The International Committee of the Red Cross is aiming for more cooperation with its partners such as China so that its humanitarian assistance can become more environmentally friendly, according to officials from the global humanitarian organization.
As the ICRC has decided to factor climate and environmental risks in its whole operation and set a goal of reducing its greenhouse gas emissions by at least 50 percent by 2030 compared to 2018 levels, Chinese products and technology may play a big role in helping the ICRC achieve the target, said Naheed Popat, chief for environment and climate change at the ICRC's delegation in Nairobi, Kenya.
Many carbon-friendly products procured by the ICRC for its humanitarian relief operations are from China, such as solar lamps and solar-powered cookers, which can be used in rural areas where electricity is unavailable, he said.
The organization will launch a detailed decarbonization road map to try to minimize carbon emissions in its operations, including reducing the size of its fuel-powered vehicle fleet, rolling out new energy vehicles, and adopting solar power or wind energy for electricity generators and field hospitals where applicable, he said.
"For example, in the ICRC work, a lot of times we're using diesel generators. So one of the things that we're looking to do right now is transition away from diesel to solar photovoltaics and in that regard, we're always looking for new suppliers, for panels and batteries," he said.
To reduce emissions caused by diesel generation, the ICRC is looking to solarize the top seven diesel consuming countries in its operations, including Yemen, the Central African Republic and Afghanistan, which have limited grid access, so no generators will be used in these countries eventually, he said.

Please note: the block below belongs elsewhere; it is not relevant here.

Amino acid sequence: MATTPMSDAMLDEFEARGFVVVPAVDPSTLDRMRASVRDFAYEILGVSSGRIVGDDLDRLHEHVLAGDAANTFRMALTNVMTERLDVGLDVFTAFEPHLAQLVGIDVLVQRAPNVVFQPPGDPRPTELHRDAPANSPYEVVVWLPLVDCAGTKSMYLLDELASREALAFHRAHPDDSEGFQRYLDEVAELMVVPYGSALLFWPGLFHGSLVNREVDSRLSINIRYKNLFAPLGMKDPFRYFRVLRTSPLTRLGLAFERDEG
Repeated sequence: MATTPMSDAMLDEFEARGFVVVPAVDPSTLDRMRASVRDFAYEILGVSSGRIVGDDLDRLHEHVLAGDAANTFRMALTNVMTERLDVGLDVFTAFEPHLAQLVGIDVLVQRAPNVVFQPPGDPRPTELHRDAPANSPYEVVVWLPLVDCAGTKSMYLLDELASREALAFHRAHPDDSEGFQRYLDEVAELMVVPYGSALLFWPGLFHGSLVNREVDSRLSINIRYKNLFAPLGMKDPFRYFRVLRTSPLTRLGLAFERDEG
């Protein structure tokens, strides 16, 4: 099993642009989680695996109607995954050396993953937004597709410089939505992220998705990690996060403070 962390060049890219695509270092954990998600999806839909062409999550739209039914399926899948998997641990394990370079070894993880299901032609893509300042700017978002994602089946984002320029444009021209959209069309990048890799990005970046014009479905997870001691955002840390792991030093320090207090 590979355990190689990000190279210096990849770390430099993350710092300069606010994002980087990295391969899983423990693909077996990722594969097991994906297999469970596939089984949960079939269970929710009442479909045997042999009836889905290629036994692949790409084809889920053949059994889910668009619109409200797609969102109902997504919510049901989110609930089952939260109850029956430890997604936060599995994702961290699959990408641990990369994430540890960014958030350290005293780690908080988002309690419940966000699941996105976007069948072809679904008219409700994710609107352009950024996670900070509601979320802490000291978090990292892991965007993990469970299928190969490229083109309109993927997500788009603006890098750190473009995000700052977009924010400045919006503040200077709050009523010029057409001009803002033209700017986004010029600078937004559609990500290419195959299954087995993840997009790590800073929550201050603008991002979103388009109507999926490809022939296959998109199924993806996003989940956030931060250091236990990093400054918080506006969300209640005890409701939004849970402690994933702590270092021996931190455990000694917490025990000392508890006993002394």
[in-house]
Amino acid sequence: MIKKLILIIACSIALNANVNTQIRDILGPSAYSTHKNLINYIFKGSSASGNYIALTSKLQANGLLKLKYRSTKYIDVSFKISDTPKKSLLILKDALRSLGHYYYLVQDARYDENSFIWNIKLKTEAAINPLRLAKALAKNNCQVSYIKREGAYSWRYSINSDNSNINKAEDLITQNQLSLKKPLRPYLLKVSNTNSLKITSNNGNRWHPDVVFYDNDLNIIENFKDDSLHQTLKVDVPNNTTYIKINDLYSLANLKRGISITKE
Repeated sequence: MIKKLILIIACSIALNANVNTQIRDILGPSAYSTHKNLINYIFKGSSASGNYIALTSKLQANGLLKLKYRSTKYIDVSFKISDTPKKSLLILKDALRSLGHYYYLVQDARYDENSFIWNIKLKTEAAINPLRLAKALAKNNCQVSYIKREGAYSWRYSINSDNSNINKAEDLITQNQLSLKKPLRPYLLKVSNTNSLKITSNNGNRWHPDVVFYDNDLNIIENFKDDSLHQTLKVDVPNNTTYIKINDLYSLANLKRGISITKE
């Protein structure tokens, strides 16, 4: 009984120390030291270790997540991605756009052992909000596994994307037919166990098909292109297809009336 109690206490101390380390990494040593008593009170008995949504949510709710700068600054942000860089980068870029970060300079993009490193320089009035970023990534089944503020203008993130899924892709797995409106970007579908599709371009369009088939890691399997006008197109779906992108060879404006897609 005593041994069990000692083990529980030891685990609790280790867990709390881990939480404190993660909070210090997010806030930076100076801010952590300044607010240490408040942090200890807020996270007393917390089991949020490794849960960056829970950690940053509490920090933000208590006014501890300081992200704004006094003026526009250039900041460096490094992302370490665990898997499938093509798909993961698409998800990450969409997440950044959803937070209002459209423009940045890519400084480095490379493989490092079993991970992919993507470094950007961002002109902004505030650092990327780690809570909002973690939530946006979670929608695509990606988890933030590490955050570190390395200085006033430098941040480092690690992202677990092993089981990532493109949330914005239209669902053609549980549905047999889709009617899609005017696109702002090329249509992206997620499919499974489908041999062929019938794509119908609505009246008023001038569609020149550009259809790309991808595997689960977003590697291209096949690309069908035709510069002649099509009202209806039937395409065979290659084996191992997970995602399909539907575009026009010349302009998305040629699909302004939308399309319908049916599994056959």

"We want to develop partnerships. So if, for example, there's a supplier in China who has a particular product, they could always reach out to us for it to be field tested to see if it is applicable in a humanitarian context, if it can be rolled out with limited maintenance or become technologically applicable in that context."
In its partnership, the ICRC will also ensure its suppliers are socially responsible and have adopted proper standards to minimize environmental pollution and its impact on the climate, he said.
Daniel Gerard O'Malley, head of the ICRC Nairobi Regional Delegation, said the organization is expecting more cooperation with China so that it can better carry out its missions while reducing carbon emissions to mitigate climate change effects.
As it contributes to global humanitarian efforts with its economy and technology, China is also expected to play a more active role to ensure humanitarian law in areas of conflict, which is essential for humanitarian assistance efforts, he said.
China has close ties with many countries in Africa and with its economic influence in the region increasing, the ICRC and many countries would also like to see China as a "peace broker" in the region, O'Malley said.